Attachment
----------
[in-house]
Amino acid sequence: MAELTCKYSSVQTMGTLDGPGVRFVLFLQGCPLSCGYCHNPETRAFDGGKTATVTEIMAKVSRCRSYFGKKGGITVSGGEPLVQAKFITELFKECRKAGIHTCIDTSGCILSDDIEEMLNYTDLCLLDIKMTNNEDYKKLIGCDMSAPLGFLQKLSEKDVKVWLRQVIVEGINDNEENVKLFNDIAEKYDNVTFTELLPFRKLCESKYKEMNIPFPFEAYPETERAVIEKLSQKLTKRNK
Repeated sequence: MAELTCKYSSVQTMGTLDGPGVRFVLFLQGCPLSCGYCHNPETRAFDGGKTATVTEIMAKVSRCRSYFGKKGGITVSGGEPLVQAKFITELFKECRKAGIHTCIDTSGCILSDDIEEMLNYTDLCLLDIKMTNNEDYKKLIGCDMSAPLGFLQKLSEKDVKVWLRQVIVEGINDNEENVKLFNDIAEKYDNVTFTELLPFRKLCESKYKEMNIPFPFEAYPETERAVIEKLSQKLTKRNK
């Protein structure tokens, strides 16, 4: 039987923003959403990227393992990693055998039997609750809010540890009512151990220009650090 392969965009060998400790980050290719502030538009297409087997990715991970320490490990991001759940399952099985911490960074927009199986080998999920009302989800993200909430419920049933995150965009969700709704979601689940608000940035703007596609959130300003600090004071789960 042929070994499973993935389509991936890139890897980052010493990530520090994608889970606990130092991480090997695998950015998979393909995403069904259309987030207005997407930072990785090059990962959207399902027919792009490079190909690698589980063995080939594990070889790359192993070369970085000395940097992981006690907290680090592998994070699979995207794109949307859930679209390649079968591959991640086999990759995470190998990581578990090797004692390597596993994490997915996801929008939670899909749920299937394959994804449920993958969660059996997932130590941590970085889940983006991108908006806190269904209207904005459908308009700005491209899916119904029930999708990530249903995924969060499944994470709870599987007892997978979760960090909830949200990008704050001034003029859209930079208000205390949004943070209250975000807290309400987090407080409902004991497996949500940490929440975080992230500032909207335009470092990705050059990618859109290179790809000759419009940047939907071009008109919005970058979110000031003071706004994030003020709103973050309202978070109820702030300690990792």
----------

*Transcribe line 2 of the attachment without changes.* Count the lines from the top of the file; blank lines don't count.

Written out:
Amino acid sequence: MAELTCKYSSVQTMGTLDGPGVRFVLFLQGCPLSCGYCHNPETRAFDGGKTATVTEIMAKVSRCRSYFGKKGGITVSGGEPLVQAKFITELFKECRKAGIHTCIDTSGCILSDDIEEMLNYTDLCLLDIKMTNNEDYKKLIGCDMSAPLGFLQKLSEKDVKVWLRQVIVEGINDNEENVKLFNDIAEKYDNVTFTELLPFRKLCESKYKEMNIPFPFEAYPETERAVIEKLSQKLTKRNK